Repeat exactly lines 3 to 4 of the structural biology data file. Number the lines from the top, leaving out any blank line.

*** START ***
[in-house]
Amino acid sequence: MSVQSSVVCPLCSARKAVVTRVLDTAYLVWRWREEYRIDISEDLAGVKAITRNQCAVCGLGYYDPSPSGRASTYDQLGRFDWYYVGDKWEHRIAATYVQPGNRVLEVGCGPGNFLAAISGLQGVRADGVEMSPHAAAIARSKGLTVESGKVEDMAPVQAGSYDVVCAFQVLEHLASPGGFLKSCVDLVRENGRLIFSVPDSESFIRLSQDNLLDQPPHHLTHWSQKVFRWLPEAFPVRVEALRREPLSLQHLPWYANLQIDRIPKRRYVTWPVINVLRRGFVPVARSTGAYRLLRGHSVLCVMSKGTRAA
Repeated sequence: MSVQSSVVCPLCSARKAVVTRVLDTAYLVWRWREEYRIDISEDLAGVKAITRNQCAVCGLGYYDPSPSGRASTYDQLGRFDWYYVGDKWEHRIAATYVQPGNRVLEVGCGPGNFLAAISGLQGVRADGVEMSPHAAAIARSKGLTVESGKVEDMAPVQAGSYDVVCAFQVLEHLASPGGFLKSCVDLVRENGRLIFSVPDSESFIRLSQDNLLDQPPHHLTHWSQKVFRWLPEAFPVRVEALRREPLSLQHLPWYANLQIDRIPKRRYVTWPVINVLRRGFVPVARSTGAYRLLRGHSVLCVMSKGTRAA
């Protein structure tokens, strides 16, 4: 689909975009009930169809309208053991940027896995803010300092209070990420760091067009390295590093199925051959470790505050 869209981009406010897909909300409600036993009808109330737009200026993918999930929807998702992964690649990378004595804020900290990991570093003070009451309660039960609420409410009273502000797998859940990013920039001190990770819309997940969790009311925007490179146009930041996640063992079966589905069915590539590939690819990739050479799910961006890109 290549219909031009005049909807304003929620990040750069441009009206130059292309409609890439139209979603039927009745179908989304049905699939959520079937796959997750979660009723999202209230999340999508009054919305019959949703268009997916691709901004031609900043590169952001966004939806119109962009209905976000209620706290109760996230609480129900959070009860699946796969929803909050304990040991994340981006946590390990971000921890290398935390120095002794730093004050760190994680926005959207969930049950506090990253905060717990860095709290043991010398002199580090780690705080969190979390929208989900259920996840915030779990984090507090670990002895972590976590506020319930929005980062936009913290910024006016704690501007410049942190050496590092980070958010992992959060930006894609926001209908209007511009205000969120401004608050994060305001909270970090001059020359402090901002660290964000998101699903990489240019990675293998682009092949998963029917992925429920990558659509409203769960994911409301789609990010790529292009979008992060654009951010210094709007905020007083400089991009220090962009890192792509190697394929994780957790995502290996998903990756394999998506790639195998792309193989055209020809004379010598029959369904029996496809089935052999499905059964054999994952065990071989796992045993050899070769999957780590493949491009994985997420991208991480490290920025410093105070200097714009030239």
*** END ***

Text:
Repeated sequence: MSVQSSVVCPLCSARKAVVTRVLDTAYLVWRWREEYRIDISEDLAGVKAITRNQCAVCGLGYYDPSPSGRASTYDQLGRFDWYYVGDKWEHRIAATYVQPGNRVLEVGCGPGNFLAAISGLQGVRADGVEMSPHAAAIARSKGLTVESGKVEDMAPVQAGSYDVVCAFQVLEHLASPGGFLKSCVDLVRENGRLIFSVPDSESFIRLSQDNLLDQPPHHLTHWSQKVFRWLPEAFPVRVEALRREPLSLQHLPWYANLQIDRIPKRRYVTWPVINVLRRGFVPVARSTGAYRLLRGHSVLCVMSKGTRAA
């Protein structure tokens, strides 16, 4: 689909975009009930169809309208053991940027896995803010300092209070990420760091067009390295590093199925051959470790505050 869209981009406010897909909300409600036993009808109330737009200026993918999930929807998702992964690649990378004595804020900290990991570093003070009451309660039960609420409410009273502000797998859940990013920039001190990770819309997940969790009311925007490179146009930041996640063992079966589905069915590539590939690819990739050479799910961006890109 290549219909031009005049909807304003929620990040750069441009009206130059292309409609890439139209979603039927009745179908989304049905699939959520079937796959997750979660009723999202209230999340999508009054919305019959949703268009997916691709901004031609900043590169952001966004939806119109962009209905976000209620706290109760996230609480129900959070009860699946796969929803909050304990040991994340981006946590390990971000921890290398935390120095002794730093004050760190994680926005959207969930049950506090990253905060717990860095709290043991010398002199580090780690705080969190979390929208989900259920996840915030779990984090507090670990002895972590976590506020319930929005980062936009913290910024006016704690501007410049942190050496590092980070958010992992959060930006894609926001209908209007511009205000969120401004608050994060305001909270970090001059020359402090901002660290964000998101699903990489240019990675293998682009092949998963029917992925429920990558659509409203769960994911409301789609990010790529292009979008992060654009951010210094709007905020007083400089991009220090962009890192792509190697394929994780957790995502290996998903990756394999998506790639195998792309193989055209020809004379010598029959369904029996496809089935052999499905059964054999994952065990071989796992045993050899070769999957780590493949491009994985997420991208991480490290920025410093105070200097714009030239």